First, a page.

Fly ash increases resistance of concrete to sulfate attack
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Fly ash increases resistance of concrete to sulfate attack

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Published by NTIS in Springfield, VA .
Written in English


  • Concrete -- Additives,
  • Fly ash

Book details:

Edition Notes

StatementJ.T. Dikeou.
ContributionsDikeou, J. T.
LC ClassificationsTP884"A3"F59"1970
The Physical Object
Pagination17 p.
Number of Pages17
ID Numbers
Open LibraryOL22158305M

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Additional Physical Format: Online version: Dikeou, James T. Fly ash increases resistance of concrete to sulfate attack. Washington, D.C.: United States Department of . Fly Ash Increases Resistance to Sulphate Attack August 95 strong water reducer and aids in reducing water/ cementitious ratio. Lowering water/cementitious ratio significantly can lead to more sulphate resisting concrete. To ensure the most durable concrete possible, fly ash is an essential ingredient when the project will beFile Size: 20KB. Class F Fly Ash INCREASES RESISTANCE TO SULFATE ATTACK Sulfate Attack Is A Two-Phased Process Sulfates combine with calcium hydroxide generated during cement hydration to form calcium sulfate (gypsum). The volume of this gypsum is greater than the sum of its components causing internal pressure and expansion, which fractures the Size: KB. the resistance of sulfate attack, and the sulfate resistance is increased with the increase of amount of fly ash. The reason may be connected with the pozzonlanic reaction of fly ash.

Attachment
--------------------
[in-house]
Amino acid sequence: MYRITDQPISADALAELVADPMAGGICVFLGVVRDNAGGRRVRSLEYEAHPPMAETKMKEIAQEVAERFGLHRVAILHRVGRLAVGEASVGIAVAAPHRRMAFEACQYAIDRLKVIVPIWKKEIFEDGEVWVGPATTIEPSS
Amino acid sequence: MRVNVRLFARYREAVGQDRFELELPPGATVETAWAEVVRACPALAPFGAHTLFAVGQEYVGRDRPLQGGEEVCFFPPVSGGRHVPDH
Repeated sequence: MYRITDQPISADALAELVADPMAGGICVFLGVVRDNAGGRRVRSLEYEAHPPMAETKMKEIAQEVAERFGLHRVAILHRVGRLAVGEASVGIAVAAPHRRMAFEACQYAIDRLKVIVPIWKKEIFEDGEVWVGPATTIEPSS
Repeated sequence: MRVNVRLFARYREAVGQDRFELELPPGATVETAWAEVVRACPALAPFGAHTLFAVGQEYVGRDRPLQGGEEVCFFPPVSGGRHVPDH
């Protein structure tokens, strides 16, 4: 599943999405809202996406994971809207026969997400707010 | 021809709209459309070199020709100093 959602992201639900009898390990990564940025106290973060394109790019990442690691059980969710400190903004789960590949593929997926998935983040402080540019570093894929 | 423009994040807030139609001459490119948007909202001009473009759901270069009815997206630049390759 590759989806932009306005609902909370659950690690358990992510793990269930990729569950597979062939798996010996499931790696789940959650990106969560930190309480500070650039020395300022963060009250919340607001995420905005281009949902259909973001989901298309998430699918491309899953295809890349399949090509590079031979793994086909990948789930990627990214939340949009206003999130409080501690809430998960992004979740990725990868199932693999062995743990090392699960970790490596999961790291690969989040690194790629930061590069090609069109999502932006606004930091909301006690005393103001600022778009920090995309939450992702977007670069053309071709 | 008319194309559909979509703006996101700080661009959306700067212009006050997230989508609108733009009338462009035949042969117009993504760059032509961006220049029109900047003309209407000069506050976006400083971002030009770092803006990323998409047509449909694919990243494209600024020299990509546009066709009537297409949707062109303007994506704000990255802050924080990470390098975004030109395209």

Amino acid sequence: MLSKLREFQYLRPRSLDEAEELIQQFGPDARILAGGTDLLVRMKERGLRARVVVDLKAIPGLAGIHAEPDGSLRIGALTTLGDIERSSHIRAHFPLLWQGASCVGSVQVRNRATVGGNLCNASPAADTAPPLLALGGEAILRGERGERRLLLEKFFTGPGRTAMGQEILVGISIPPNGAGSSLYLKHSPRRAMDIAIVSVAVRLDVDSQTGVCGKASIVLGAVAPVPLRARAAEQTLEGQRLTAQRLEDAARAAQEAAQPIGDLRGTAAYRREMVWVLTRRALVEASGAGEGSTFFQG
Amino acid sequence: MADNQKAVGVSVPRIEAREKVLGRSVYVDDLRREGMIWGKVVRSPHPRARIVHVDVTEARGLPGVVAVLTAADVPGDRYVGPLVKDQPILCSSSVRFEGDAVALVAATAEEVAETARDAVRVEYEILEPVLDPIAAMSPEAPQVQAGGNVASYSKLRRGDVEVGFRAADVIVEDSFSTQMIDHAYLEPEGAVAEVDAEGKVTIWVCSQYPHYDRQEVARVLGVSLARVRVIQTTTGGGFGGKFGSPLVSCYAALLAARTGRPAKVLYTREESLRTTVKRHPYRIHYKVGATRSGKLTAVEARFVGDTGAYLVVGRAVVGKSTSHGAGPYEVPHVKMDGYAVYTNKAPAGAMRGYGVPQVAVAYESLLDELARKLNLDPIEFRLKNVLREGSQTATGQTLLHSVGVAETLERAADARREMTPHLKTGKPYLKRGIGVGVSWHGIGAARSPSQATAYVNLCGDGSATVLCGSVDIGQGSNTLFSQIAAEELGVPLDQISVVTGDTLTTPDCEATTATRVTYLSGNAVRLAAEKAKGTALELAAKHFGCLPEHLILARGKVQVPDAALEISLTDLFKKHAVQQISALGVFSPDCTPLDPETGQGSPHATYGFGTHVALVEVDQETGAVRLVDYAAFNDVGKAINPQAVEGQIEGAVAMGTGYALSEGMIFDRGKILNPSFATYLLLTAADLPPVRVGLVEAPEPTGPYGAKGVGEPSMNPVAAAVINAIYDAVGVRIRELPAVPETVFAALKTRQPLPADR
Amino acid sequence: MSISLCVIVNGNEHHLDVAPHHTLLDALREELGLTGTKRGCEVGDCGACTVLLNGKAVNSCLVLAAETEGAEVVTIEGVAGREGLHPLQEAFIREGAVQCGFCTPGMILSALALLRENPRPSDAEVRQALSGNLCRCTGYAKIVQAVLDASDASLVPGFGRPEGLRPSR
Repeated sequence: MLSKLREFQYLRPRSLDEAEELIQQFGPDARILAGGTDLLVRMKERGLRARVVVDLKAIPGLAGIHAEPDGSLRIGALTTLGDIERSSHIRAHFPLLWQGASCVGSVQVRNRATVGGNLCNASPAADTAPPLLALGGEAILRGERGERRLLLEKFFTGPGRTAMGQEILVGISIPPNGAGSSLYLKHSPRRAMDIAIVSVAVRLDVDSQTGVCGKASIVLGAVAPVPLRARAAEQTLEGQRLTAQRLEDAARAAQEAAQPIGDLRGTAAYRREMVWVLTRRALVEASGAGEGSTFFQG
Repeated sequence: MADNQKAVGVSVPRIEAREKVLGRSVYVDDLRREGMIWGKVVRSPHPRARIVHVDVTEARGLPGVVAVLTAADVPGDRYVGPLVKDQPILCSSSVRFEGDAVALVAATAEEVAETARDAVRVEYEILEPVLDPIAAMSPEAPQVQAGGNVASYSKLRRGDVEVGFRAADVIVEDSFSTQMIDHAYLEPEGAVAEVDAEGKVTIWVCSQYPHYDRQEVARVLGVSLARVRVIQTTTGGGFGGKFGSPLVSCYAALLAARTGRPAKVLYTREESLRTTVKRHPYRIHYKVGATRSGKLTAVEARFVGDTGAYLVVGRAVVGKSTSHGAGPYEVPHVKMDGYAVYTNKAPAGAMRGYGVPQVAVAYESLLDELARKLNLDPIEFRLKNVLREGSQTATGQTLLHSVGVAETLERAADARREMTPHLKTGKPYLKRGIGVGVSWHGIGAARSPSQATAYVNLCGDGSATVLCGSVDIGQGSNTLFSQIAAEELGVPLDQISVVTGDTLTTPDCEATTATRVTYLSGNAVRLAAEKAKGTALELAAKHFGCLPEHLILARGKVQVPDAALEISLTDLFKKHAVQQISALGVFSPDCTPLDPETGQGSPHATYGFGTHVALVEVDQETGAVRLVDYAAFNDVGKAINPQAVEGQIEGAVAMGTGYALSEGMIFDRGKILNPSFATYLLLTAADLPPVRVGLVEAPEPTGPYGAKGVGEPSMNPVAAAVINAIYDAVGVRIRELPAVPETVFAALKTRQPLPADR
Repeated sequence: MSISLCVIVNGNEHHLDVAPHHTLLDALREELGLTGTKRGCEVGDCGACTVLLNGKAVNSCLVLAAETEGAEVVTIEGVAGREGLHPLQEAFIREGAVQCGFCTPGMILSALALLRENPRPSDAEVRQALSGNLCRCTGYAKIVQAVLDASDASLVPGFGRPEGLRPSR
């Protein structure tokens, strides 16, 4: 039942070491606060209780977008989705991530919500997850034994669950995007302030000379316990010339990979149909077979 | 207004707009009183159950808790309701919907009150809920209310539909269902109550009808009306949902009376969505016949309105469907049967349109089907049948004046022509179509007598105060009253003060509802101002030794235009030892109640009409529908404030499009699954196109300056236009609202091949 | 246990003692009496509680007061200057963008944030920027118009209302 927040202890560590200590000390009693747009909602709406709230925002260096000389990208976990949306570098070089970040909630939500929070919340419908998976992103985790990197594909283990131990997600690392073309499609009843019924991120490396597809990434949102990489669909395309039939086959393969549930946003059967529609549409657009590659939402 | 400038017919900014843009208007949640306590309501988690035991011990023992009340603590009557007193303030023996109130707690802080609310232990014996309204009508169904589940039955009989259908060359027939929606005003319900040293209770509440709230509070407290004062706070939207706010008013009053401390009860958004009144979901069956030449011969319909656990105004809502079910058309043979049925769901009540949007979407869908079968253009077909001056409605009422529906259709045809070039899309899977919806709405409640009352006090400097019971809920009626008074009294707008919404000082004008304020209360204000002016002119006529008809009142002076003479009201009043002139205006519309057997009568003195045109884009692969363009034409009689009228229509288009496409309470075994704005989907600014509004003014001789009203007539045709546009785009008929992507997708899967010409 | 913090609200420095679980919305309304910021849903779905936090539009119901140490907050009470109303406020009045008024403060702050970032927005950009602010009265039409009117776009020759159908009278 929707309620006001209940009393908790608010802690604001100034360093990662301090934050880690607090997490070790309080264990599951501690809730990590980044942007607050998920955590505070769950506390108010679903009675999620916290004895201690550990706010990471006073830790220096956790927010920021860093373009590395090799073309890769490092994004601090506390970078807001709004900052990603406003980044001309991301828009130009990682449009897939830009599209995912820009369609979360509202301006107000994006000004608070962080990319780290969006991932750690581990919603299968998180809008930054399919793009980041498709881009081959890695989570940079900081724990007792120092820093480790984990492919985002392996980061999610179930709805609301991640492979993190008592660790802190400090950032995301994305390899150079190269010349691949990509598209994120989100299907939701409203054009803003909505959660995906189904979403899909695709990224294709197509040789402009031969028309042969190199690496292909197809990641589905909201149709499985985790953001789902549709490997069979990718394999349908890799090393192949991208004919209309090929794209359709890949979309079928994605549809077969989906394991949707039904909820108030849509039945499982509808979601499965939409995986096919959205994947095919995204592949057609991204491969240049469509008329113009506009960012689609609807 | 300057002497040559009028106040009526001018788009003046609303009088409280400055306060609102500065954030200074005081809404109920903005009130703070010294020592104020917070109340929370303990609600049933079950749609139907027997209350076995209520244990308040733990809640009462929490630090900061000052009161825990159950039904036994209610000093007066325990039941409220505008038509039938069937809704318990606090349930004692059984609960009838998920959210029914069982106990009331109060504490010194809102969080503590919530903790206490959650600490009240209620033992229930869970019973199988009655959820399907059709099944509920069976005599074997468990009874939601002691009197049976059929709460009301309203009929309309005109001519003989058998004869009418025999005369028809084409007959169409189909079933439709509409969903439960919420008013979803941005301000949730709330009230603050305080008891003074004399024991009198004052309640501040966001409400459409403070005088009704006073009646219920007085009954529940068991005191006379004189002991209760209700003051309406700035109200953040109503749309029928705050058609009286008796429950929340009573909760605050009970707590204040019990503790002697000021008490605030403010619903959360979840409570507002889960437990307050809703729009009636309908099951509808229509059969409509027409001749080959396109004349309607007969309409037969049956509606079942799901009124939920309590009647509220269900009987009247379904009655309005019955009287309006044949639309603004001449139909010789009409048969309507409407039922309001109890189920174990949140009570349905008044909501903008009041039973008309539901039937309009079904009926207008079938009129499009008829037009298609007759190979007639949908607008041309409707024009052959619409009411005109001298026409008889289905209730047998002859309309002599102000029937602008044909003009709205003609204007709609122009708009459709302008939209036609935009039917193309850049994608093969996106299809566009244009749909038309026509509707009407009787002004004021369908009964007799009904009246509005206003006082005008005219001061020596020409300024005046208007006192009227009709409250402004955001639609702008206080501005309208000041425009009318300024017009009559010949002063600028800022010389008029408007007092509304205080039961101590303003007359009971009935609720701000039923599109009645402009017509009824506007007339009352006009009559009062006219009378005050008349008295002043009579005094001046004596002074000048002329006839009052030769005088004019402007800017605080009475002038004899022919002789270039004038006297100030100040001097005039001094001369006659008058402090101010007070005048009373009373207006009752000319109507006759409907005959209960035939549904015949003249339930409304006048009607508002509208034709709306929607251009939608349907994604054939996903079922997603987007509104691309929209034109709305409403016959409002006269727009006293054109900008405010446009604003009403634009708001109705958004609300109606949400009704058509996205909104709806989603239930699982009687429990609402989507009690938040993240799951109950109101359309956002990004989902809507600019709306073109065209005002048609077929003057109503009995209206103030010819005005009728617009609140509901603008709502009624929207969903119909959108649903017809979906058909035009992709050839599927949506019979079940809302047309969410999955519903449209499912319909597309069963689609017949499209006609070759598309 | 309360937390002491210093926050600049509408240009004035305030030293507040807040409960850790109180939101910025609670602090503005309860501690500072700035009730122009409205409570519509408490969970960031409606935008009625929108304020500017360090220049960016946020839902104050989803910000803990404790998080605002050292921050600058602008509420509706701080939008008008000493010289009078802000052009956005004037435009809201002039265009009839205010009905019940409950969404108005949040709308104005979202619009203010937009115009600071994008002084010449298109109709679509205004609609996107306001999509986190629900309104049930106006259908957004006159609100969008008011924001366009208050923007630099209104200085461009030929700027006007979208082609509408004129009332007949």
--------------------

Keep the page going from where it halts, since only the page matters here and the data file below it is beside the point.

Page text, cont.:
Figure Summary of sulfate expansion of concrete containing 45 percent fly ash. Effect of Fly Ash Content. Concrete contain 35 and 45 per­ cent fly ash, by volume, was cast to investigate of the fly ash content on the sulfate resistance of concrete. Liu et al. [8, 9] demonstrated that fly ash could increase the deterioration of concrete partially immersed in sulfate solution, and indicated that chemical sulfate attack rather than sulfate salt. This partial replacement of portland cement with apozzolan such as low calcium fly ash, ground granulated blast furnace slag, or silica fumeequally reduce the potential for sulfate attack. These pozzolans consume the calcium inthe pore water, reduce the total mass of .   The consequences of sulfate attack include not only disruptive expansion and cracking, but also loss of strength of concrete due to the loss of cohesion in the hydrated cement paste and of adhesion between it and the aggregate particles. Sulfates combines with the C-S-H, or concrete paste, and begins destroying the paste that holds the concrete.

the fly ash will be in terms of reducing the heat of hydration (Thomas ), controlling expansion due to alkali-silica reaction (Shehata ), and providing resistance to sulfate attack (Shashiprakash ). These issues are addressed in sections Effect of Fly Ash on . Fly ash increases the cementitious compounds, minimizes water demand, and reduces bleed channels – all of which increase concrete density. These factors yield concrete of low permeability with low internal voids. Durability is increased with regard to freeze-thaw damage and disintegration from attack by acids, salts or sulfates. Technical Bulletin 6File Size: KB. The partial replacement of cement by fly ash is recognised as effective in giving increased resistance to attack by sulphate in groundwater and soils. BRE Digest allows fly ash/cement for almost all groundwater and soil conditions for which sulphate-resisting cement is allowed, and draft ENV X also allows fly ash/cement within defined Cited by: Fly ash also improves the resistance of concrete to Na 2 SO 4 attack. This effect is not simply the consequence of dilution of PC, since replacement with sand increases expansion. Unlike PC, whose sulfate resistance is relatively insensitive to the duration of curing, the effectiveness of fly ash is highly dependent on curing time, with longer curing periods yielding higher resistance. ,